In my case, I had to be on medication for several years. Right now I am able to manage with diet only. That probably won’t last forever, but I’m enjoying it while it lasts. 🙂

Best of luck to you.

Jump to this post

My sugars were not super high to begin with (but high enough to qualify as diabetic). I eat a very low carb diet. Also, for some reason, going through menopause seemed to stabilize the highs and lows that I was having, so while I still had to work at keeping my blood sugars down, I didn’t need the medication to help stabilize my sugars. I also was running several times a week, although I’m not doing that now so it may be a matter of time before I need to take metformin again.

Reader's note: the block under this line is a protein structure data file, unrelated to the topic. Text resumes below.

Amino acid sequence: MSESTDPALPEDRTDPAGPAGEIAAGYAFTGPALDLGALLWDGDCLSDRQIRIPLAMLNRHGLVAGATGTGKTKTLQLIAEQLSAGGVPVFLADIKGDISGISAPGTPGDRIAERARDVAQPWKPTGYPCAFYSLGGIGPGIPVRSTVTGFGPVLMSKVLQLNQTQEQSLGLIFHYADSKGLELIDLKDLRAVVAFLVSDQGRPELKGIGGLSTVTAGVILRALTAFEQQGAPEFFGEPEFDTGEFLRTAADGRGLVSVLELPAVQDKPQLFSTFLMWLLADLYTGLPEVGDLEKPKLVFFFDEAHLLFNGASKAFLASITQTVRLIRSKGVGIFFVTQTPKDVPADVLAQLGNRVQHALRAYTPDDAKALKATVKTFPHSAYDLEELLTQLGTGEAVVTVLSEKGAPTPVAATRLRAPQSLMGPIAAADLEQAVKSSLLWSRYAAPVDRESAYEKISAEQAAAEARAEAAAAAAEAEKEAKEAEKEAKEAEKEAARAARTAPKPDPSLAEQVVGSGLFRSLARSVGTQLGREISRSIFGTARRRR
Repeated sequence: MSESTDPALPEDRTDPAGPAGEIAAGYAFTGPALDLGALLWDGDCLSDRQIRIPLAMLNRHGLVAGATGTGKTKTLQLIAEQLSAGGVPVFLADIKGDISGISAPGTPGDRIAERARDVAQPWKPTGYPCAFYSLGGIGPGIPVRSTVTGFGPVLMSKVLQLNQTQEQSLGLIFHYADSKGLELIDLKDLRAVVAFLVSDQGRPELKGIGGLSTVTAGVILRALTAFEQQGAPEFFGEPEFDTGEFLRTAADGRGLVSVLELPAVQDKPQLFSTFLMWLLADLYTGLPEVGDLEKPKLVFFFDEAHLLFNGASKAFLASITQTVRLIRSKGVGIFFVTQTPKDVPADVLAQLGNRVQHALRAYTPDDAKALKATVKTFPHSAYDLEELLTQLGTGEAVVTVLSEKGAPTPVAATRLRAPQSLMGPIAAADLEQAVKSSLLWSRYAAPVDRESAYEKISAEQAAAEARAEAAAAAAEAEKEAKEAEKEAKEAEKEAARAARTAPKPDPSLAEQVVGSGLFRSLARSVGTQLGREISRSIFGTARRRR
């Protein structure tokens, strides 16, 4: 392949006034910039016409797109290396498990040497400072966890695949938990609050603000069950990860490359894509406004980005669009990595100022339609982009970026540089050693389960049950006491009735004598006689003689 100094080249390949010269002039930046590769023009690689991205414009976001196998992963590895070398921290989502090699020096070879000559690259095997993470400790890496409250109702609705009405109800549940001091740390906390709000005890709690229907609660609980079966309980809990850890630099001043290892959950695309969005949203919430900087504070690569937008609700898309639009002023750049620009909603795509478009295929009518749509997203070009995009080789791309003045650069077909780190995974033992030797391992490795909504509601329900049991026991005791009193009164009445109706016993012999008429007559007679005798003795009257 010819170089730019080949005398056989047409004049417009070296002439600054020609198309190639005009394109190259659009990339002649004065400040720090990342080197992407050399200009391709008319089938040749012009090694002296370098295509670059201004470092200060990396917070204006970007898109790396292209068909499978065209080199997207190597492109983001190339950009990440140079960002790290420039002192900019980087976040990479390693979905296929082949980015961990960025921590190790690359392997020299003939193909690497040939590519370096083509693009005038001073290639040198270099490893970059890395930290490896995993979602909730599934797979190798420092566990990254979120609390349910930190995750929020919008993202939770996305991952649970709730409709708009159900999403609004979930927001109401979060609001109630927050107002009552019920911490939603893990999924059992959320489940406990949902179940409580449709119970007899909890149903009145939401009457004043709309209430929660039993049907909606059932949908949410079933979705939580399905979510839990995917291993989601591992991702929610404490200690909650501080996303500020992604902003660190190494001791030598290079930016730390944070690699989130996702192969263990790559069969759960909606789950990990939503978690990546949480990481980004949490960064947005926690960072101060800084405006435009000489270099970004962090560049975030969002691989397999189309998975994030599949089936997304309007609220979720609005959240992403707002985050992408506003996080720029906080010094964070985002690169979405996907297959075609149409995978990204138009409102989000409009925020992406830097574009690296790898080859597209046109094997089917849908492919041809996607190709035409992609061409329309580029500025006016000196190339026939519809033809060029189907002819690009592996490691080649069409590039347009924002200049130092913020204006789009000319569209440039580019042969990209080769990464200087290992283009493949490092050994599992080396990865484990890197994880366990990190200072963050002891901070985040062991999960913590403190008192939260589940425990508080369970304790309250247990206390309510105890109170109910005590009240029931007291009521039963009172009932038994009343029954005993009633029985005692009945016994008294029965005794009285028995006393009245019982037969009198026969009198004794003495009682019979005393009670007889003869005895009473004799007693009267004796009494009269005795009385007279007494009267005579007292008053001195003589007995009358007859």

Same as mine, I can control day time sugars but it’s the fasting that’s high, they still classify it as diabetes. I also walk 3-4 miles 4 times a week.Im male so that’s different, I think I’m going tru mental pause though especially after the diagnosis.im on metformin and a sugar eliminator pill.Its trying on the mind.

@chesterc I was diagnosed in the early 2000s. Initially the doctor I was seeing put me on insulin just to make sure it was controlled. Then I was on metformin for a little while but my numbers are good so I am not on anything now, have not been for a number of years. My A1C is always below 6, has even been below 5, and that is just with diet. When I was post surgery and taking prednisone my numbers skyrocket and I had to use insulin until they reduced the prednisone. I am still taking a small dose of prednisone daily but my numbers are fine now. Unless your diabetes is severe, diet alone may be able to control it.
JK

Please login or register to post a reply.